High-Flying Yen

April 7, 2016

The yen climbed to new highs for the move of 108.02 per dollar and 123.12 per euro.  The yen overnight gained 1.3% on balance against the U.S. currency despite yesterday’s hint from a Ministry of Finance official that intervention is possible.  Today, Prime Minister Abe seemed to undermine that threat, saying that countries should not engage in competitive devaluation.  The yen has been bid upward in a globally risk averse environment and despite weak Japanese fundamentals.

Bank of Japan branch managers are holding a quarterly conference.  At such, Governor Kuroda opined that a recession can be avoided, claiming the trend of recovery, albeit modest, remains intact and promising to stimulate further if that becomes necessary.  The central bank will release new macroeconomic forecasts at its meeting at the end of this month.

Yesterday’s released FOMC minutes displayed no sense of urgency to tighten but also revealed a lack of homogeneity among Fed officials.  Some worry about delaying stimulus too long.  Others seek to learn more about the global headwinds before lifting rates again.  Policymakers discussed the possibility of hiking the fed funds rate at the April meeting but were predisposed against doing that, which shifts the focus to the June meeting.  To underscore the difference of opinions, Dallas Fed President Kaplan separately made remarks that he expects the U.S. recovery to exhibit resilience, allowing for a cautious but sustained rise in the federal funds rate.

The “Account” of the last ECB Governing Council meeting dwelled on global uncertainty and indicated a readiness to stimulate further to promote a rise of inflation closer to target.

Fed Chair Janet Yellen today will be participating in a unique panel discussion at International House in New York City with her three predecessors, Paul Volcker, Alan Greenspan and Ben Bernanke.  ECB President Draghi speaks publicly today as well.

Besides the aforementioned slide against the yen, the dollar shows a drop of 0.3% versus the yuan, no change relative to the Swiss franc and Canadian dollar, and advances of 0.8% against the Aussie dollar, 0.3% vis-a-vis the kiwi, 0.2% against sterling and 0.1% against the euro.

U.S. equity futures point to a drop at the open.  Share prices overnight fell 1.4% in China, 0.9% in India and 0.3% in Taiwan but firmed 0.4% in Australia and Hong Kong, 0.3% in New Zealand and 0.2% in Japan.  European stocks are down by 1.3% in Italy, 0.8% in Spain, 0.3% in Greece, 0.2% in France and 0.1% in the U.K. and Germany.

Along with the yen, gold is today’s other big winner, rising 1.3% to $1,237.74 per ounce.  West Texas Intermediate crude oil slipped 0.2% to $37.68 per barrel.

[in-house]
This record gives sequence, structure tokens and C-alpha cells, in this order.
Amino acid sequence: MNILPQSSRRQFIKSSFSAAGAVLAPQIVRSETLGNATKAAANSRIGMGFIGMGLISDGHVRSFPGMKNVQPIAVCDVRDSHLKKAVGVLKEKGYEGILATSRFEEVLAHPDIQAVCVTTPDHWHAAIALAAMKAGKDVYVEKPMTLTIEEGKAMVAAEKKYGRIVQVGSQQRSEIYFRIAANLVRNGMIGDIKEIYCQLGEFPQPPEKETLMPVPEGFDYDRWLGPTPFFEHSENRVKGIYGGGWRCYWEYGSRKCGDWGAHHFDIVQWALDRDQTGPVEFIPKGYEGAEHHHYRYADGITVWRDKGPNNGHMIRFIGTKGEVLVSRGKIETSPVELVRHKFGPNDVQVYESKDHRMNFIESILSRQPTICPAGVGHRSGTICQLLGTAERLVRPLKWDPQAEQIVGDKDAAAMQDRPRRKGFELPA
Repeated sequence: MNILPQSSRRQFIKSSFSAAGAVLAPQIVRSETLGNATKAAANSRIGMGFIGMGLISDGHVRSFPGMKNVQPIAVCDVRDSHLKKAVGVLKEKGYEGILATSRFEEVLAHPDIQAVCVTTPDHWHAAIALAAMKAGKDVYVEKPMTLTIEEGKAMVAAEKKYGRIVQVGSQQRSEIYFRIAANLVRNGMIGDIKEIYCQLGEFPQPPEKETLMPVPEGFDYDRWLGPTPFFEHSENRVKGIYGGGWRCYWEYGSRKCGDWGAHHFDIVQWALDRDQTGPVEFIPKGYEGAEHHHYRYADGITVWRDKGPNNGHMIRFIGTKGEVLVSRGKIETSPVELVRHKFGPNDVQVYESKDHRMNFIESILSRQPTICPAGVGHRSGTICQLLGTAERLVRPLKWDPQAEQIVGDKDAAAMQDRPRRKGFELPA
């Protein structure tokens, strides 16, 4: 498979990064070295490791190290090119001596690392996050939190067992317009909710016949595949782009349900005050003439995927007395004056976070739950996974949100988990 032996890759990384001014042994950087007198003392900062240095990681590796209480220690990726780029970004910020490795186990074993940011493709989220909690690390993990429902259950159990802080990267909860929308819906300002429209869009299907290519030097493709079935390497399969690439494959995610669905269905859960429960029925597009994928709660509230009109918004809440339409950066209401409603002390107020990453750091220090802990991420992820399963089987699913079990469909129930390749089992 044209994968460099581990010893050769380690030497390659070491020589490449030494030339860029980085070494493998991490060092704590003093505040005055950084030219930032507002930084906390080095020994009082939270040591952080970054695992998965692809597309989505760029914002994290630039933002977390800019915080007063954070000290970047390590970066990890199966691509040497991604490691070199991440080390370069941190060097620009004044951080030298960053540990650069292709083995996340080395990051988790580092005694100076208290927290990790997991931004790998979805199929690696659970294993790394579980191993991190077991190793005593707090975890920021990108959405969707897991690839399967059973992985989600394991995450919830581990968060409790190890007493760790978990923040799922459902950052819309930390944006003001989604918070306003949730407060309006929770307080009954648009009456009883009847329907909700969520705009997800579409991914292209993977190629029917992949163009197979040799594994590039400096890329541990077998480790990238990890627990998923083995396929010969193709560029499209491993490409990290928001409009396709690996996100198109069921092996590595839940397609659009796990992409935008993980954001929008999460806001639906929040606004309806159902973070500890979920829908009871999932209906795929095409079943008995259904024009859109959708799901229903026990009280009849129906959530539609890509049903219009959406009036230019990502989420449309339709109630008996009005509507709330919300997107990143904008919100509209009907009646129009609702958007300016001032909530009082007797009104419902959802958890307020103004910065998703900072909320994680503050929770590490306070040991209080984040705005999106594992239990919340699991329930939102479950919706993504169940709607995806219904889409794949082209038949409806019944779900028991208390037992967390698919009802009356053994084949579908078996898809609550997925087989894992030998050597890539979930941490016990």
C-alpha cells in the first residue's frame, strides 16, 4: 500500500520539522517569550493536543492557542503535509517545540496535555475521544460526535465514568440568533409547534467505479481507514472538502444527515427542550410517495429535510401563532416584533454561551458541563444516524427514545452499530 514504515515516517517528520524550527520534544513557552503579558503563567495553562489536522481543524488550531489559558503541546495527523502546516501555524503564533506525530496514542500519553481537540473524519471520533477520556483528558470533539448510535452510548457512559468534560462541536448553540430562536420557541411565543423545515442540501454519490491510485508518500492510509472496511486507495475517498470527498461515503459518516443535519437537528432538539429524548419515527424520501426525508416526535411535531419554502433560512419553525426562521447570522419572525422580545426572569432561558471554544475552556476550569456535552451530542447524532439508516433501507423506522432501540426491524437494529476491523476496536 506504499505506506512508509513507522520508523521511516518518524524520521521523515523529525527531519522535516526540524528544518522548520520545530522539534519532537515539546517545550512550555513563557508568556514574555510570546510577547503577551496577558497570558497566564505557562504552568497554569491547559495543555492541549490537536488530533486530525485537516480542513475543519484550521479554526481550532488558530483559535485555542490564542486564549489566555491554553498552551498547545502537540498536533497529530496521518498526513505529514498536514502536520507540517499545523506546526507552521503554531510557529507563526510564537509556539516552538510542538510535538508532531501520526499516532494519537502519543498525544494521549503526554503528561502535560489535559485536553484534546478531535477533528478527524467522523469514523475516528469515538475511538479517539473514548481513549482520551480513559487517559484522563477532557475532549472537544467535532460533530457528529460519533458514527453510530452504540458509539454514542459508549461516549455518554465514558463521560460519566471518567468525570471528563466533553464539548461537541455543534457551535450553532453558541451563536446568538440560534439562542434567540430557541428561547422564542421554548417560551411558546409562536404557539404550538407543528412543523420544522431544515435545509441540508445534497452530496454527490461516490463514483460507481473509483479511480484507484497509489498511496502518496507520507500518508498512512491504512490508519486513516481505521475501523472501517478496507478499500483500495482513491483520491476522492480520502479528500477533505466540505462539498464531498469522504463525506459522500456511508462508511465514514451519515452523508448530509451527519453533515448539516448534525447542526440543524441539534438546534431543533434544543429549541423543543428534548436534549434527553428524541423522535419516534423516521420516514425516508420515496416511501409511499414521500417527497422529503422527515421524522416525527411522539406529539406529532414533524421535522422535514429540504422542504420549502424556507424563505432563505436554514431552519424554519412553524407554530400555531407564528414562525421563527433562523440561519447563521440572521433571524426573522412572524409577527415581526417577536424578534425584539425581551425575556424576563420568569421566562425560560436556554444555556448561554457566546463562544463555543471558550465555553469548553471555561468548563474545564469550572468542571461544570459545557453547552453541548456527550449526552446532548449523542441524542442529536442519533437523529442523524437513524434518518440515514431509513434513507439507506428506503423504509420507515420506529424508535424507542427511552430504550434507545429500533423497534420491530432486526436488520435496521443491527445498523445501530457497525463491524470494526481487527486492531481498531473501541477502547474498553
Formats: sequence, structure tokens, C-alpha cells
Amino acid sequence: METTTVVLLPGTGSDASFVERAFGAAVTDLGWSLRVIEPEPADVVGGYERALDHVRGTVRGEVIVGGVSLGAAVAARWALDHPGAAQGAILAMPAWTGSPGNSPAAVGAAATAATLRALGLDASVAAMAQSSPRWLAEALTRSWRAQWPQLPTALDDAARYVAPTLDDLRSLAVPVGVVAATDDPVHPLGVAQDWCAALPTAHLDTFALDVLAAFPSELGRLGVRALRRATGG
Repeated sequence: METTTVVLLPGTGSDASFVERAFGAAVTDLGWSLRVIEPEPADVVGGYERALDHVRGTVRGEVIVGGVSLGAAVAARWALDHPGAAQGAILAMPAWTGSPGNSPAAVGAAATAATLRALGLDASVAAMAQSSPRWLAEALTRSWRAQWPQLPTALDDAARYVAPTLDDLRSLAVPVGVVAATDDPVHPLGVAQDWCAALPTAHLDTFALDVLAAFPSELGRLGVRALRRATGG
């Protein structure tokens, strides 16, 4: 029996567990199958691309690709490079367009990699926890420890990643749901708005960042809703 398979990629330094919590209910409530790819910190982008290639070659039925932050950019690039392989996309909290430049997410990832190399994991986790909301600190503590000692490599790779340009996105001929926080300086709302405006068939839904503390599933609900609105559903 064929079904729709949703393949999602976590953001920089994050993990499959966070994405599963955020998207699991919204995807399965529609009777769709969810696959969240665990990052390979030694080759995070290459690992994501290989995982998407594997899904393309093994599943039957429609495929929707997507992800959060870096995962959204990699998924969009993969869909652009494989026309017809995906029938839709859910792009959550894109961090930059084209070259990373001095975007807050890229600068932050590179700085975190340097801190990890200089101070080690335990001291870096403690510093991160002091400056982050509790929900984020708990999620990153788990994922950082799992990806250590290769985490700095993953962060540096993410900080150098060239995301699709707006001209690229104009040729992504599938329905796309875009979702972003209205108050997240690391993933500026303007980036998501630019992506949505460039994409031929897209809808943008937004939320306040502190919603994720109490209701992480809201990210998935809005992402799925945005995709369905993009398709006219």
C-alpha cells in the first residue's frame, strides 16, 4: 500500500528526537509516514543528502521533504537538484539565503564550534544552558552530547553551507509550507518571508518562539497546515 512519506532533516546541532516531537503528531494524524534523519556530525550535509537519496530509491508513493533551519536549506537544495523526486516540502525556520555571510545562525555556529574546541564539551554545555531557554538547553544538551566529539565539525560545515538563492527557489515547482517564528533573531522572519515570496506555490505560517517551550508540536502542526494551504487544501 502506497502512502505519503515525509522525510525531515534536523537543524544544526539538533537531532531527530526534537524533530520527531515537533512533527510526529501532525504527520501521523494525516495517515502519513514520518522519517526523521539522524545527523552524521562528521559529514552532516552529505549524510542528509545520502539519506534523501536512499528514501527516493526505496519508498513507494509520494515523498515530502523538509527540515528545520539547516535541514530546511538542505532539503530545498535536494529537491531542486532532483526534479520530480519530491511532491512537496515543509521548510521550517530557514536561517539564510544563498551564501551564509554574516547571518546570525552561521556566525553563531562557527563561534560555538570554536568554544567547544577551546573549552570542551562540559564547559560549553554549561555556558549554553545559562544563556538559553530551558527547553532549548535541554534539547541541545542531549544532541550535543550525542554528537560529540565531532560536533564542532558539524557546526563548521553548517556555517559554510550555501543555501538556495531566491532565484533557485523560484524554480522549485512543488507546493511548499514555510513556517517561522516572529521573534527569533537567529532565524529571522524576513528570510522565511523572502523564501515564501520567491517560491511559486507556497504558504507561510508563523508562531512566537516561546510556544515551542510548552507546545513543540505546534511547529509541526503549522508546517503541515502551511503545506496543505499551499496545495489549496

10-year sovereign debt yields are unchanged in Japan and Germany but down two basis points in Great Britain.

The National Bank of Serbia’s key interest rate was left unchanged at 4.25%.  There was an earlier 25-basis point cut in February and several reductions in 2015.

Chinese international reserves increased $10.3 billion, breaking a string of reductions in November-February.

Japanese reserves climbed by $7.95 billion last month and by $28.885 billion during the first quarter, as the yen appreciated.

Japanese stock and bond transactions generated a JPY 2.056 trillion net capital inflow in the fiscal year cusp week ending April 1.  This followed a net outflow of JPY 3.319 trillion in the final week of fiscal 2015.

Australia’s construction PMI fell more deeply below the 50 no change level, printing at 45.2 in March.  It was the fourth straight sub-50 reading.

The Halifax index of British home prices accelerated to a 10.1% year-on-year pace of rise in the first quarter, most since July 2014.

In the year to February, industrial production rose 1.4% in the Czech Republic and 2.2% in Spain but fell 1.8% in Norway and 0.7% in Denmark.

The French trade deficit widened 32.5% on month to EUR 5.18 billion in February.  The French current account gap that month was EUR 3.9 billion after a deficit in January of EUR 2.2 billion.

In the year to March, consumer prices slipped 0.3% in Ireland and 2.5% in Cyprus,  but rose 0.6% in The Netherlands.

Greek joblessness in January was at 24.4%, lower than in December.  Czech retail sales rose 8.5% in the year to February, most since last 2008 and by 4.0% even when adjusted for variations in the number of working days this leap year.

U.S. weekly jobless claims and consumer credit get released today.  So do Canadian housing permits data.

Copyright 2016, Larry Greenberg.  All rights reserved.  No secondary distribution without express permission.

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